The lure of Trump: No more rip-offs
The stunning rise of a narcissistic blowhard like Donald Trump may be absurd, irrational and even embarrassing, but there’s a very rational idea that is keeping the Trump phenomenon alive: A large number of Americans are sick and tired of seeing their country get ripped off.
No, it didn’t start with Barack Obama. It was President George W. Bush’s $3 trillion escapade into the quicksand of Iraq that kicked off the rip-off era. Think of what America could have done with that money. For starters, it could have repaired decaying infrastructure, fed every homeless person for 10 years, upgraded an outdated education system and secured the nation’s electrical grid from a catastrophic terrorist attack.
Instead, the government squandered thousands of lives and trillions of dollars on a war it could never win. President Obama made things worse by pulling out too soon and allowing an evil Iran to take over much of Iraq, with the unintended consequence of a medieval terror group like ISIS spreading through the region. Talk about a bad deal.
There are also many Americans who believe President Obama got swindled in his nuclear deal with Iran. They see the deal as empowering, enriching and legitimizing a genocidal theocracy that is already wreaking havoc across the region. Even in a best-case scenario, where Iran doesn’t cheat, the deal allows the regime to continue spreading terror and then to build nuclear bombs within 10 to 15 years that will threaten Israel and America.
So, we’ve gone from Bush the reckless to Obama the feckless. If you’re counting, that’s 15 years of many Americans feeling ripped off.
It’s easy to malign Trump supporters as yahoos who don’t have a clue, but there are also supporters who are simply fed up with seeing America lose and who value a tough negotiator.
As much as people abhor Trump’s narcissism, shallow grasp of policy and offensive ideas on immigration and other issues, on one important thing you must give the Donald his due: The man knows how to win, and he knows how to make deals.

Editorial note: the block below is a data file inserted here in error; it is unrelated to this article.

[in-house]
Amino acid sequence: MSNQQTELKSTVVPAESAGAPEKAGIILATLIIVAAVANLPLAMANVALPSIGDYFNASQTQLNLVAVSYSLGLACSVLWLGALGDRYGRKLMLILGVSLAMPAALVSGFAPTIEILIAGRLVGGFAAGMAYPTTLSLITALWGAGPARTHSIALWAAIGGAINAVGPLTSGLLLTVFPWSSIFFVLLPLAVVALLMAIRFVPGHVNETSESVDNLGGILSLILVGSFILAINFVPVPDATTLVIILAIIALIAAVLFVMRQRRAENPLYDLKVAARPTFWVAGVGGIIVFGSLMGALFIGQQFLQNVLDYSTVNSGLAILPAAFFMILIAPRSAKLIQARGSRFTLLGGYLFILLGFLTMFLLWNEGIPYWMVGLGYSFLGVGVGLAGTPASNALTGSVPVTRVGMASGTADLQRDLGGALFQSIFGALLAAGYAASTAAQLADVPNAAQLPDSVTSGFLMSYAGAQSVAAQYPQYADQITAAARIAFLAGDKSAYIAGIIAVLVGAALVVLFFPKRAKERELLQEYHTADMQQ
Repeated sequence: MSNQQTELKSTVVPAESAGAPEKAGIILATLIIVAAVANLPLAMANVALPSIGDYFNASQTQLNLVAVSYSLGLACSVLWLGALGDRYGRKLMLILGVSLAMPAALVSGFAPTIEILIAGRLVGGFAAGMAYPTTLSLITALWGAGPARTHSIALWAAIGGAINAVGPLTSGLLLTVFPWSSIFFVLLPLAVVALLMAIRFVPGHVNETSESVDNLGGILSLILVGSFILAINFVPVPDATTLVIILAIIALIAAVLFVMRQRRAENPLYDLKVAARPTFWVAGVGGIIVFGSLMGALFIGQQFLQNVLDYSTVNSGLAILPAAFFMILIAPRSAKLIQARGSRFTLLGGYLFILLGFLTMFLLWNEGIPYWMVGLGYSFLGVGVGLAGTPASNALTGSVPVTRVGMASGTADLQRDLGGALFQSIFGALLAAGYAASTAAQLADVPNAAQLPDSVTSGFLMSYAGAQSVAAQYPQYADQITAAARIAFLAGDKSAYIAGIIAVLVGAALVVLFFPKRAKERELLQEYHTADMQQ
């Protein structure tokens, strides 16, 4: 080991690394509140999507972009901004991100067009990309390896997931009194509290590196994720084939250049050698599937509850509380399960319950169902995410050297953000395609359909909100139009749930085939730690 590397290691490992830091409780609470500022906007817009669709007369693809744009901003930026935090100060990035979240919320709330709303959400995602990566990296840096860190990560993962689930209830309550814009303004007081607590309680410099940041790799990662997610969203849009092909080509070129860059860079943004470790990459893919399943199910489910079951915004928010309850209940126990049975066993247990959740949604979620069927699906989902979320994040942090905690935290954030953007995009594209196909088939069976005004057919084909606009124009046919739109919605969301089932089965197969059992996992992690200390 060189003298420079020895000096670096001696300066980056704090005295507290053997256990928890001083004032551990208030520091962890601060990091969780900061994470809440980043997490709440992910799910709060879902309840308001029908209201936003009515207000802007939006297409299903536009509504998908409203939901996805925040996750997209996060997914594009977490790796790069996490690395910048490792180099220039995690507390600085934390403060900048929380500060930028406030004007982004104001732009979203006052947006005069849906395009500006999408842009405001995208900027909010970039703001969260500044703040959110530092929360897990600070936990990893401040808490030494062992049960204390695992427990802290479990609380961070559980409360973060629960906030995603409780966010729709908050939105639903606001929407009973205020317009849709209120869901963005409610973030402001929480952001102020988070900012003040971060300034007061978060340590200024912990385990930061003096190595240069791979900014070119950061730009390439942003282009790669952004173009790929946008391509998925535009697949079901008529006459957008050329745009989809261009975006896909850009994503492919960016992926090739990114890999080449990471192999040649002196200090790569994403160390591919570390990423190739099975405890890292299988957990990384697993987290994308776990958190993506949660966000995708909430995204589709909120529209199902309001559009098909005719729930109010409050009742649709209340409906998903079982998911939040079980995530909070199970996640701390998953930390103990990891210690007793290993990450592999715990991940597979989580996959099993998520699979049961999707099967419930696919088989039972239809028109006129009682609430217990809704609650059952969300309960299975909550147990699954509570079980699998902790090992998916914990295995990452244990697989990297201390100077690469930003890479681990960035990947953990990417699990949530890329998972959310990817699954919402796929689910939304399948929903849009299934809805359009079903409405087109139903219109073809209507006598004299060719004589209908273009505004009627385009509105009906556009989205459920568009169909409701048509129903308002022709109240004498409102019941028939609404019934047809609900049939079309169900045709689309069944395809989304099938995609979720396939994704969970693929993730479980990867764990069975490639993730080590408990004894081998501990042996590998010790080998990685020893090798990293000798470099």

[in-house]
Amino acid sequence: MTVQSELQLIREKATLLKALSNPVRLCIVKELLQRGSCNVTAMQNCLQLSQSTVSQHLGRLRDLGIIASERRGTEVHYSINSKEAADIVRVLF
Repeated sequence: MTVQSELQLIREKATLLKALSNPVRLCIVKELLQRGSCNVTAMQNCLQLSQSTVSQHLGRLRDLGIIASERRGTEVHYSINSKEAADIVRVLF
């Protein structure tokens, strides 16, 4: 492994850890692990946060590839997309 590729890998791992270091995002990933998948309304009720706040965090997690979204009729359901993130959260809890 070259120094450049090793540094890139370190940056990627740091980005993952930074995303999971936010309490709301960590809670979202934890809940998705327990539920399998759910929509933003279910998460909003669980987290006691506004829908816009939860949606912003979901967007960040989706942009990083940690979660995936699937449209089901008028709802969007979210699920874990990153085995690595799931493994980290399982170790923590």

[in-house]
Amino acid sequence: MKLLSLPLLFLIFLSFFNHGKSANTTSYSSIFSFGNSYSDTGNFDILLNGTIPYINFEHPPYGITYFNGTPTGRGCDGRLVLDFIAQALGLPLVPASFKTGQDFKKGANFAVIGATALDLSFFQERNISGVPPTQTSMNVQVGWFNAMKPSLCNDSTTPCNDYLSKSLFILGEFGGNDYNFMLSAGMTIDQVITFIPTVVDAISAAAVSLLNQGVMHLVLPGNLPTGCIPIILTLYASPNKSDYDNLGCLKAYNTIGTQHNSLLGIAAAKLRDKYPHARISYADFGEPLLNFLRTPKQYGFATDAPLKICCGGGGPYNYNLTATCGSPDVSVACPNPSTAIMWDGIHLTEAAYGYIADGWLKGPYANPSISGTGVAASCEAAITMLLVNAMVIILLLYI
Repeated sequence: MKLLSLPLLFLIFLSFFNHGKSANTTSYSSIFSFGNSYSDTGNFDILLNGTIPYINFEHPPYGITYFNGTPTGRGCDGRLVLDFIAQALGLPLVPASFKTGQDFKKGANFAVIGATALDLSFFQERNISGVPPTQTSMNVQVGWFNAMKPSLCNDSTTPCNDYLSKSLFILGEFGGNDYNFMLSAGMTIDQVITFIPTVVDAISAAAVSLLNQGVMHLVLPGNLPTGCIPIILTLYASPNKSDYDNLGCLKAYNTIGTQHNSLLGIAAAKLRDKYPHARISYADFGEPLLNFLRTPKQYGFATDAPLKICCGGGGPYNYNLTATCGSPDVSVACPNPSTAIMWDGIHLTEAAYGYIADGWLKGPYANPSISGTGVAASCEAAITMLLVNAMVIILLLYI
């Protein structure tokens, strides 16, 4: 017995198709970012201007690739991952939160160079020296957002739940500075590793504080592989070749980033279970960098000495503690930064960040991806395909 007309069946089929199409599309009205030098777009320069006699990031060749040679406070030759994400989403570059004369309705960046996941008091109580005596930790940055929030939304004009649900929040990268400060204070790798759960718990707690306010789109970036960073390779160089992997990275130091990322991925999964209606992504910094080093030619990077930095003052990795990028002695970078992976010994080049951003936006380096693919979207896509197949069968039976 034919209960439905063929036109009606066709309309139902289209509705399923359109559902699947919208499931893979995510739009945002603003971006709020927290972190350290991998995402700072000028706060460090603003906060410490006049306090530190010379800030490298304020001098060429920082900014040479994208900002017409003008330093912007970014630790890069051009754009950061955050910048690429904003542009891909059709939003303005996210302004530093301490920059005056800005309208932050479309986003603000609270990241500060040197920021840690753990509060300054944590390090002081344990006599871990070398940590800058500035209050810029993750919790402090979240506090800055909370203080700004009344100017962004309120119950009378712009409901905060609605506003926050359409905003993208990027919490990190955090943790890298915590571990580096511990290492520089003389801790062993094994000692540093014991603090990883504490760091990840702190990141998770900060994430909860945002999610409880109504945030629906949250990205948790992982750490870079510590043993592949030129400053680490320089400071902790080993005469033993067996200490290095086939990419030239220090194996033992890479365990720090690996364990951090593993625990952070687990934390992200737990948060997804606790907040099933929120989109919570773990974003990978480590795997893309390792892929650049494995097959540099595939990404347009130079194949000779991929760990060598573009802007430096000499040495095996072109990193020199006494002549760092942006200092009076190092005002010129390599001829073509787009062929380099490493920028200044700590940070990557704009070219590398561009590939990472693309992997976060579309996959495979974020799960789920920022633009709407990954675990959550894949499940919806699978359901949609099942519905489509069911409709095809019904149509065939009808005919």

Everything about Trump conveys the image of a crafty negotiator, a guy who understands leverage. When he lost leverage with his failing casinos, he regained it through his own brand. He hustled fame-hungry Asian billionaires to pay a fortune for the Trump name on golf courses and other real estate. He then made a killing with ratings-hungry television producers by playing himself on a reality show.
This guy wrote the book on making deals. He knows all the tricks. He understands, for example, that you can never get a good deal unless you show the other side that you can walk away.
His New York swagger and winning track record only add to his aura as a fearless negotiator who can crush it in the boardroom. Even friends of mine who can’t stand the guy admit he would have given Iranians a run for their money.
For one thing, he would have figured out that Iran was desperate for $150 billion in sanctions relief and he would have used that leverage to squeeze more concessions. Instead, of course, the reverse happened. It was the wily mullahs who squeezed the Americans for concessions when they saw how desperate President Obama and Secretary of State John Kerry were to make a deal.
Can you imagine Trump ever looking desperate to make a deal? In Trump’s moral universe, that is a grave sin, made even graver if you have the leverage of the most powerful country on Earth.
Add it all up and it’s easier to understand the lure of the Donald: He promises to use his formidable experience as a tough negotiator to make better deals for America. After 15 years of seeing America get ripped off, Trump is saying, “Enough!” and lots of people are listening.
His genius is that he has convinced many frustrated Americans that his skill as a winning dealmaker can be a cure-all for a host of problems—from unemployment and health care to immigration and foreign policy. It may all be an act, but at a time when independent dealmakers look like winners and corrupt politicians look like losers, his no-nonsense shtick is resonating.
It’s also buying him some forgiveness. If people believe you’ll negotiate really hard on their behalf, they don’t need too many policy papers. They trust that you’ll have their backs. They’ll even forgive your wacky and offensive side.
I’m not a Trump supporter, but I like to understand why certain things happen. Love him or hate him, Donald Trump has figured out how to use his best asset to seduce angry Americans, and he’s offering a deal many of them can’t refuse.
David Suissa writes opinion columns for the Jewish Journal of Greater Los Angeles.